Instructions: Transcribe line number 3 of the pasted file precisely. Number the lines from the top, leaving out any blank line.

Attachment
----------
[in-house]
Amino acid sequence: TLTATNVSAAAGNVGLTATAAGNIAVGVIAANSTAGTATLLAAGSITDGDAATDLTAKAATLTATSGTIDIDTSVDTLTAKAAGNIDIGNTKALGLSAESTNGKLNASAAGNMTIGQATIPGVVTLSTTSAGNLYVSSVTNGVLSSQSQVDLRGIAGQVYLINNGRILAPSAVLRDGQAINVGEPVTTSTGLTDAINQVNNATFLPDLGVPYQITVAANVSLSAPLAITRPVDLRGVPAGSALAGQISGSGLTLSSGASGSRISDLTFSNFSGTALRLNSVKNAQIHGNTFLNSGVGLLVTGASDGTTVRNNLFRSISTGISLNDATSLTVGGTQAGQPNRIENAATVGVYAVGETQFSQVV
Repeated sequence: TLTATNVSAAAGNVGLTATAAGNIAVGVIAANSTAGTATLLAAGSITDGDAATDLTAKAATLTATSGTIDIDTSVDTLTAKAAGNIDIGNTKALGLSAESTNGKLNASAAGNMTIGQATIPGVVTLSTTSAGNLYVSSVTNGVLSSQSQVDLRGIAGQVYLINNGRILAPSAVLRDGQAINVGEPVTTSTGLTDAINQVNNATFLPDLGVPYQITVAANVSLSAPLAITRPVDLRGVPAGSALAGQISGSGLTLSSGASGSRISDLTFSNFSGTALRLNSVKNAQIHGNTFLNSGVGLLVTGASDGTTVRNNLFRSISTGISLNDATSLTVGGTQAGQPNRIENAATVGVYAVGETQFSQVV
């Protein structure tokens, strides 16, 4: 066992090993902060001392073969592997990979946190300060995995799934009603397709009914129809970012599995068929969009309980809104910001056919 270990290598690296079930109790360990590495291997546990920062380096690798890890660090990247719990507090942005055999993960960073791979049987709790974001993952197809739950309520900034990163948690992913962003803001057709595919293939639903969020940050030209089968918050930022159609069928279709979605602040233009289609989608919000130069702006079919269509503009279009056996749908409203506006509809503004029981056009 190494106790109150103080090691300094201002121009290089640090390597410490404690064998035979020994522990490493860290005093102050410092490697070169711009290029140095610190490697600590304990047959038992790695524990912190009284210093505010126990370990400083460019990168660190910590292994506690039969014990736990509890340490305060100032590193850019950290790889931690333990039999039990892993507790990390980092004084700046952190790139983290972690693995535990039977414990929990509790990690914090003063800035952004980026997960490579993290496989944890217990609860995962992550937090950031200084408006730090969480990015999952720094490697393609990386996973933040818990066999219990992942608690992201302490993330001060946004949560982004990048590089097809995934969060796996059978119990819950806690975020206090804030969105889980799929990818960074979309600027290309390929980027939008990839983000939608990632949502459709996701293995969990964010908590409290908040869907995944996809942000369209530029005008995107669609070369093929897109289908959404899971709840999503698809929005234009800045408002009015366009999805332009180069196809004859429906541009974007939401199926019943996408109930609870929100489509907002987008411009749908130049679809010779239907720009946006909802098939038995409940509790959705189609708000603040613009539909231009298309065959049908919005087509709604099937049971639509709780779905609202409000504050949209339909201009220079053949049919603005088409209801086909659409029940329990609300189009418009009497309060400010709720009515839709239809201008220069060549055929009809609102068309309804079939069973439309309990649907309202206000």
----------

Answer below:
Repeated sequence: TLTATNVSAAAGNVGLTATAAGNIAVGVIAANSTAGTATLLAAGSITDGDAATDLTAKAATLTATSGTIDIDTSVDTLTAKAAGNIDIGNTKALGLSAESTNGKLNASAAGNMTIGQATIPGVVTLSTTSAGNLYVSSVTNGVLSSQSQVDLRGIAGQVYLINNGRILAPSAVLRDGQAINVGEPVTTSTGLTDAINQVNNATFLPDLGVPYQITVAANVSLSAPLAITRPVDLRGVPAGSALAGQISGSGLTLSSGASGSRISDLTFSNFSGTALRLNSVKNAQIHGNTFLNSGVGLLVTGASDGTTVRNNLFRSISTGISLNDATSLTVGGTQAGQPNRIENAATVGVYAVGETQFSQVV